One in Every Family


I once went to an indoor playground with my youngest child when she was around two and a half. She was always an active kid, jumping and climbing on everything in sight. Not only that, she wasn’t afraid of anything, valued her own opinion over any other, and marched to the beat of her own drummer. Indoor playgrounds were a great place for me to allow her to indulge in her Evil Knievel inclinations in relative safety.

This particular time, she was being extra precocious; climbing, jumping, and sassing like a kid at least three times her age. As I watched her swinging from the Tarzan ropes, giggling with glee, I knew that getting her to leave in 5 minutes, like we needed to, wasn’t going to end well. Sure enough, when I called her over, she decided to run back up into the play structure and announce to anyone who would listen that she wasn’t coming home with me and planned to live out the rest of her days there.

As I tried to coax her down, one of the other mothers there looked at me sympathetically, chuckled and said, “There’s one like that in every family.” Appreciating her sincere gesture and comradery, I chuckled myself and responded, “Funny; in my family, there are five!”

My husband and I have been blessed with five kids, each a world unto themselves and with such different qualities, strengths, and challenges. As a young mother, I envisioned parenting in a certain way. More than that, I envisioned my children in a certain way. In the past 17 years, I’ve had both of those visions blown to bits, and I’m trying to put the pieces back together in a different way now. A way that accounts for my humanity and my children’s individuality.

I don’t have everything all figured out; oh no, I am far from the cover model of “Today’s Parent”. However, there are a few theories I am testing that seem to make sense. For example, fair and equal are absolutely not the same thing, and my kids need to learn that. Fair is that each child gets what he or she needs, thus my seven-year-old (who thinks she’s actually 18) needs to have an earlier bedtime than her teenage siblings, even though she feels like it’s the highest form of injustice in the world. “It’s not fair!” she insists, but what she’s really seeing is that it’s not equal. Unfair would be letting her stay up until midnight and denying her growing body the sleep it needs to be healthy. Such is life, kid. Learn it now—Hashem doesn’t give us what we think we deserve; He gives us what we need to serve. Not always equal, but always fair.

I have also come to realize that it’s okay for my family to look a little messy from the outside. (While I’m not talking about their clothes per se, I also have to remind myself that as long as I have provided them with clean, properly-fitting clothes, what they actually choose to wear is an expression—and reflection—of them, not me.) I currently have 2 kids in two different high schools, and a third one who will be attending yet another one next year, Be”H. Each school has its own hashkafa, because each of my kids is different. While one child is making his way through the non-frum, Hebrew Academy, another is doing quite well in a Bais Yaakov-type environment, and the third is set to attend a B’nei Akiva girls’ school after graduating the Agudah-style school she and her two younger siblings currently attend.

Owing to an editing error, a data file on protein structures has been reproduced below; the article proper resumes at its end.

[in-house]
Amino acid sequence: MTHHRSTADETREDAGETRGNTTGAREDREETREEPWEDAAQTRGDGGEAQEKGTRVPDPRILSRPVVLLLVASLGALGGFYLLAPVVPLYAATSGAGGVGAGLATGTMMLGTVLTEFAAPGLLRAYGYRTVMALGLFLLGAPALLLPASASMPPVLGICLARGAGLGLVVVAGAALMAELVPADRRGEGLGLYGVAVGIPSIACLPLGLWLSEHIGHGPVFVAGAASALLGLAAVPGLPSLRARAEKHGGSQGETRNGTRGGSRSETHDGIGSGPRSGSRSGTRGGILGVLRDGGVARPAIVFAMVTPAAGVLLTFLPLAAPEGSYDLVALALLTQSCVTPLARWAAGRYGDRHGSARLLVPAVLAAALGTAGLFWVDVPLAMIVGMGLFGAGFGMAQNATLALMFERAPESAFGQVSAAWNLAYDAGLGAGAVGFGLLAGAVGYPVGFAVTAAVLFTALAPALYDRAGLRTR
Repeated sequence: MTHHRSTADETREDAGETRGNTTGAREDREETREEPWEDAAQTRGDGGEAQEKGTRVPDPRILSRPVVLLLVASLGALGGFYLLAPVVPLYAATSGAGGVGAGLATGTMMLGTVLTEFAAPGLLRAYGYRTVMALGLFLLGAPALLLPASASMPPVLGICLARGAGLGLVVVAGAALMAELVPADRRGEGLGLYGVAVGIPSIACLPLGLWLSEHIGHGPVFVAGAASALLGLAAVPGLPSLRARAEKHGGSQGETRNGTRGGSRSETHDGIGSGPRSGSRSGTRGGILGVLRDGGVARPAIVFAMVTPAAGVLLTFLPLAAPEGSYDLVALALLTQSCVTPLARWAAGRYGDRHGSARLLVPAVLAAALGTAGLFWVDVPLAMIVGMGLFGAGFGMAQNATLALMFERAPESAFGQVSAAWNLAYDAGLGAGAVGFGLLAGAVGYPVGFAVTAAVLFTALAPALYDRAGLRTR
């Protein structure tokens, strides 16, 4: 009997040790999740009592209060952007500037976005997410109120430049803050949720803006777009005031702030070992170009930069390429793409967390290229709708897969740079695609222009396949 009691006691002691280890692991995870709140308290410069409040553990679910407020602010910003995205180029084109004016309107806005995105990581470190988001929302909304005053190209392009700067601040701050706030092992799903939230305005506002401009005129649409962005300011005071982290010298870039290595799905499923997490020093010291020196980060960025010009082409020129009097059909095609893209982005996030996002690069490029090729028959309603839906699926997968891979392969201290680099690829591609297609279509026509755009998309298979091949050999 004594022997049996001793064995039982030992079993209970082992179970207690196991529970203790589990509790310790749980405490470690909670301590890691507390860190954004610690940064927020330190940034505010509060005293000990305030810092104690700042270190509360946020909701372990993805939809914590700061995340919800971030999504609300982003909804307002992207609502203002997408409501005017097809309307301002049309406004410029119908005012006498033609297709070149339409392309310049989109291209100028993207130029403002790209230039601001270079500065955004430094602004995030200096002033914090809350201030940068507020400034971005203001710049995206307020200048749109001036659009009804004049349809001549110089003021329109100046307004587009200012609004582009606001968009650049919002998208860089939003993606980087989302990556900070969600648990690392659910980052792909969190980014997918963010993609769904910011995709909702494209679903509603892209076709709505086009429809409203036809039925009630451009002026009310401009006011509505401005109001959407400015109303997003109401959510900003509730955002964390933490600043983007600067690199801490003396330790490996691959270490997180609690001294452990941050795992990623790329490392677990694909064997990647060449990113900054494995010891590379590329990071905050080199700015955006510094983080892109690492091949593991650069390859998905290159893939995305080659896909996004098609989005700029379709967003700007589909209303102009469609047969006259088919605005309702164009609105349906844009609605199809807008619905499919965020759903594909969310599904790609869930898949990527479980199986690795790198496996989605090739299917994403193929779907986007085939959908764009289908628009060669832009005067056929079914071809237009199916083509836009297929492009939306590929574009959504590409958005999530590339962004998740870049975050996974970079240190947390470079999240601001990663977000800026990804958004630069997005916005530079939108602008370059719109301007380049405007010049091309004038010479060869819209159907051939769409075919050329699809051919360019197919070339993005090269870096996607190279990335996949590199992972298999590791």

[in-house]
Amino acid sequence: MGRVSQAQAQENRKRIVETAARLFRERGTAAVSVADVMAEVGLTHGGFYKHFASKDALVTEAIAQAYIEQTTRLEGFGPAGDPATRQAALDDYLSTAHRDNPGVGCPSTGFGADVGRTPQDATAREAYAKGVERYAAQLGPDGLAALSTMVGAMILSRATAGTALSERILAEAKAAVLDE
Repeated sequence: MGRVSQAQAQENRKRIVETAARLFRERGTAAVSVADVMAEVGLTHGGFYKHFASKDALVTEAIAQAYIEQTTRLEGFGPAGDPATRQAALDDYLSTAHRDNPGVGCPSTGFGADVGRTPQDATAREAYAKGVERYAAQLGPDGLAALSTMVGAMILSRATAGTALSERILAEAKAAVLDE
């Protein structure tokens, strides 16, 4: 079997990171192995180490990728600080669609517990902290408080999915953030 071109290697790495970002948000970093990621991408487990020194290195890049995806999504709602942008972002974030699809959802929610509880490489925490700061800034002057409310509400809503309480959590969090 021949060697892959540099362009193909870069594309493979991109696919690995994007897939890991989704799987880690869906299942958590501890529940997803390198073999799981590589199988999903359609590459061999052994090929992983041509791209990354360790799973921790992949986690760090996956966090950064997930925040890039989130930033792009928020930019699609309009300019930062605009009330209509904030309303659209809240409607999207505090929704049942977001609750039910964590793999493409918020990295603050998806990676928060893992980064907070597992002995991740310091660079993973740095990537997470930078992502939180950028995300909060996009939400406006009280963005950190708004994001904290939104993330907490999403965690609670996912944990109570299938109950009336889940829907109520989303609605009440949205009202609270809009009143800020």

My husband and I have done everything we can to lay the groundwork for our kids in terms of values and hashkafa, and yet, none of our teenagers are the same in their thoughts and feelings toward Yiddishkeit. It may look to the outside world that we really don’t have our stuff together as a family, and I’m not even going to deny that that may be true in some ways, but I can’t let the outside world’s perception of my family pressure me into putting my kid into a school that he or she won’t fit into or learn and grow in.

I sound resolute in this now, but there are times when I don’t feel it. There are moments I’m afraid of being judged, and secretly wish my kids were all cookie-cutter, rule-abiding, easy-to-raise children. Life would be a whole lot simpler if they all just believed what I do in the way that I do. But then I realize that I’m looking for things to be equal and not fair. Each of them is on his or her own path, traveling his or her own journey. While it’s my job to give them a map, it’s also my job to step back and allow them to navigate where their path leads. I’ve written some notes on the map, circled some great spots I think they should stop and see, pointed out what I think are the best places to get gas, food, and lodging, but now I have to wait to see if they ask for directions. And if they don’t? I need to love them anyway.

Parenting is a lot harder than I thought it would be when we first started. I look back at that monkey of a two-and-a-half-year-old who decided she was going to live in an indoor playground, and I think about how much easier it was to handle that than it is to deal with some of the bigger issues I face with my teens now. What makes it even more challenging is that each child has different needs; what is right for him or her as an individual may not be what was right for an older brother or sister, or what seems right for the family in general.

If I can remember that “equal isn’t always fair” also applies to parenting, and that it is my job to try to provide each child with what he or she uniquely needs to serve, to learn, and to grow, maybe this parenting thing will get a little easier.

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Rina Deutsch teaches Judaic Studies at Ulpanat Orot High school, runs her own beauty business, spent 3 years as the Director of the NCSY Jewish Family Experience, and speaks on a variety of topics. Rina lives with her husband, 5 children, and way too much laundry in the Toronto area.